Organic is a label applied to ingredients that have been grown or produced using minimal, if any, chemical fertilizers, pesticides, or other artificial chemicals.
Organic products are healthier for the consumer, but let’s not forget that wherever non-organic farming is happening, farm workers are being exposed to dangerous chemicals in large quantities, on a regular basis. Let’s raise our voice for those folks, shall we?
And going organic matters for more than just our own, human, well-being.
It matters because agrochemicals kill pollinators, soil microbiomes and other animals and organisms necessary to maintain ecosystem integrity. And not just the ecosystem present on location (i.e. the farm in question). Humanity’s use of these nasty chemicals impacts soils and waters far, far away from the source. As they seep into our soils and meet rain and snow, they slowly start making their way to the nearest water supply. From local streams, they flow into larger bodies of water and eventually into oceans, where they create oceanic dead zones.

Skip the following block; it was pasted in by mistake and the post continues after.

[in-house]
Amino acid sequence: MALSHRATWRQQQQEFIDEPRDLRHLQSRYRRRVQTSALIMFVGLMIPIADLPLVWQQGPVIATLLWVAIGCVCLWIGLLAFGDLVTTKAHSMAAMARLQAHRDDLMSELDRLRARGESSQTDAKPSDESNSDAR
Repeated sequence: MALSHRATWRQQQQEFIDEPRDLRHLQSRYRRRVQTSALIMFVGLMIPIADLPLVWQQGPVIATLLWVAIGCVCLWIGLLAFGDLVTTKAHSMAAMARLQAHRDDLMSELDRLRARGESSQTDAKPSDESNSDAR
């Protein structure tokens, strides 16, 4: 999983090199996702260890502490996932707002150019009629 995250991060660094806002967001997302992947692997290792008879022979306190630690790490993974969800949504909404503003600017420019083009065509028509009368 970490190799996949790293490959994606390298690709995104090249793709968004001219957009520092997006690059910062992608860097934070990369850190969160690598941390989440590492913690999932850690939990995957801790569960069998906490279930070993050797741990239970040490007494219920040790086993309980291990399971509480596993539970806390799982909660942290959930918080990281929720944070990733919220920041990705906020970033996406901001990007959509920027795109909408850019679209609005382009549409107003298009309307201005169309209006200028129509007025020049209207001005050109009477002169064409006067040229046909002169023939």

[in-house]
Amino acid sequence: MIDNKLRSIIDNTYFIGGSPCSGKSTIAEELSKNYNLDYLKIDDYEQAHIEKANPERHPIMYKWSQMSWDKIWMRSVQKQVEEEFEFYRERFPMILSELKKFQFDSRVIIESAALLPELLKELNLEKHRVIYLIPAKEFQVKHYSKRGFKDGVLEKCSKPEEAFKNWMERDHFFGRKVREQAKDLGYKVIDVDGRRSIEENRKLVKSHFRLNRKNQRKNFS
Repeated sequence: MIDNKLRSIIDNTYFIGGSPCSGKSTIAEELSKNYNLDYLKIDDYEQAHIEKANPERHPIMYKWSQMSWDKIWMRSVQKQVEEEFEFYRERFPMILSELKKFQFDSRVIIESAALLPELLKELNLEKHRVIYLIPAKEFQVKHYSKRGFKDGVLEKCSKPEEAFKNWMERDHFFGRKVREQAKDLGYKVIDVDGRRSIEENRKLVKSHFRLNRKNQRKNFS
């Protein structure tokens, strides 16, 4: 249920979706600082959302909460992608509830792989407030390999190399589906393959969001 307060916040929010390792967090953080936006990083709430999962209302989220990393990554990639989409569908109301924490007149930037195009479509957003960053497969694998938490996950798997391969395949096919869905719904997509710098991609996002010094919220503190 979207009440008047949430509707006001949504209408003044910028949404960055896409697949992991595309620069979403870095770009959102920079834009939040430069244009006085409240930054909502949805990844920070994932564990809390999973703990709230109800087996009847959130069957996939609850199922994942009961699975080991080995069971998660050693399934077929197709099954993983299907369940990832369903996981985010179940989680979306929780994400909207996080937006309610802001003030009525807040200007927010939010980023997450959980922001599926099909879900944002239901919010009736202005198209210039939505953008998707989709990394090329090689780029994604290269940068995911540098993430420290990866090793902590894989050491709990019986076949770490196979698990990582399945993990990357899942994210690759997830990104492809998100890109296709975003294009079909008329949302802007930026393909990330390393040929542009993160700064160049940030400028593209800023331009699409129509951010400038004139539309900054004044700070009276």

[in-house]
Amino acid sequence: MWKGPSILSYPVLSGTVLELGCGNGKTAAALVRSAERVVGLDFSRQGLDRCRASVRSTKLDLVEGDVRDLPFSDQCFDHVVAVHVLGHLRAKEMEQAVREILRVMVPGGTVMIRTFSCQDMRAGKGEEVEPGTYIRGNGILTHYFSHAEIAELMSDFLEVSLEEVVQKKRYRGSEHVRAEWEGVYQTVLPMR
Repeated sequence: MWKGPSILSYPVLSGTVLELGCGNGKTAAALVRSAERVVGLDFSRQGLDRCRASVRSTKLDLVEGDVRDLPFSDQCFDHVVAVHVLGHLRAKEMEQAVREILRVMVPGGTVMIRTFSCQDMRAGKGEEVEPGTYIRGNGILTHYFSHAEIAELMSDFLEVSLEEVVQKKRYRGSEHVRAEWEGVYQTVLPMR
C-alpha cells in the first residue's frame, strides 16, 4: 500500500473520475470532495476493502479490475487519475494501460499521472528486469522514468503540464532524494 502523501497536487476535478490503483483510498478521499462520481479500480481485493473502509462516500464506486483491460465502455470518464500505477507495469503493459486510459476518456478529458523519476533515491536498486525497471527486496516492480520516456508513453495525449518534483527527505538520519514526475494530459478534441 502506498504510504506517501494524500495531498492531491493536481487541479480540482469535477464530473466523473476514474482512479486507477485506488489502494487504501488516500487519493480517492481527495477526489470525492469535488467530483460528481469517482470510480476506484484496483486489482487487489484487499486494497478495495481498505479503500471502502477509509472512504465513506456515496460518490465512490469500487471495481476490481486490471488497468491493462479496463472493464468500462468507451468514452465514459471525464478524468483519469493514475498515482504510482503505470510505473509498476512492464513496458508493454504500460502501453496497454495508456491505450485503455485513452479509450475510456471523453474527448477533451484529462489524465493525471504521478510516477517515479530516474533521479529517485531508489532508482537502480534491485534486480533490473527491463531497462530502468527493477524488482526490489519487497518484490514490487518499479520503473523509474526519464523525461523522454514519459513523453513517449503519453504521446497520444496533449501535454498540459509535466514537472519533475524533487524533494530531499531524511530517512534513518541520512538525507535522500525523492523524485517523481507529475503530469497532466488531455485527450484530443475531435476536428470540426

These novel entities have been called out by scientists as an area where we’ve completely overstepped our bounds. How to back out of that oopsie? We don’t know. But continuing to pour chemicals on our lands is certainly not the solution.